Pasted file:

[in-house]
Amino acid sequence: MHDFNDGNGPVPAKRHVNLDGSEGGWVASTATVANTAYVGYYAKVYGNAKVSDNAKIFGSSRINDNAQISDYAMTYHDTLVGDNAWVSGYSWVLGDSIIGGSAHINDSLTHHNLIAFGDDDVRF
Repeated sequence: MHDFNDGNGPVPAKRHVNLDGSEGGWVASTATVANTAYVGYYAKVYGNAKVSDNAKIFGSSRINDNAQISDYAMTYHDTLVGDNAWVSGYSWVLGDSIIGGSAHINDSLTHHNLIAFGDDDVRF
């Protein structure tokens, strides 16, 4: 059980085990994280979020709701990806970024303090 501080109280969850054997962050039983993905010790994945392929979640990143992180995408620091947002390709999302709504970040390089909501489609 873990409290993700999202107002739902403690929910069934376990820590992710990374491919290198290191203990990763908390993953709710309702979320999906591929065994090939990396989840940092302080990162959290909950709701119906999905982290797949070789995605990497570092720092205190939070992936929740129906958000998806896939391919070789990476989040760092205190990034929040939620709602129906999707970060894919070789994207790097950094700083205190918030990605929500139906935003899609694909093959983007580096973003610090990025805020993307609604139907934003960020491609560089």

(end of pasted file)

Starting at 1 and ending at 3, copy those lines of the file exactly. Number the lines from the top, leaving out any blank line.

[in-house]
Amino acid sequence: MHDFNDGNGPVPAKRHVNLDGSEGGWVASTATVANTAYVGYYAKVYGNAKVSDNAKIFGSSRINDNAQISDYAMTYHDTLVGDNAWVSGYSWVLGDSIIGGSAHINDSLTHHNLIAFGDDDVRF
Repeated sequence: MHDFNDGNGPVPAKRHVNLDGSEGGWVASTATVANTAYVGYYAKVYGNAKVSDNAKIFGSSRINDNAQISDYAMTYHDTLVGDNAWVSGYSWVLGDSIIGGSAHINDSLTHHNLIAFGDDDVRF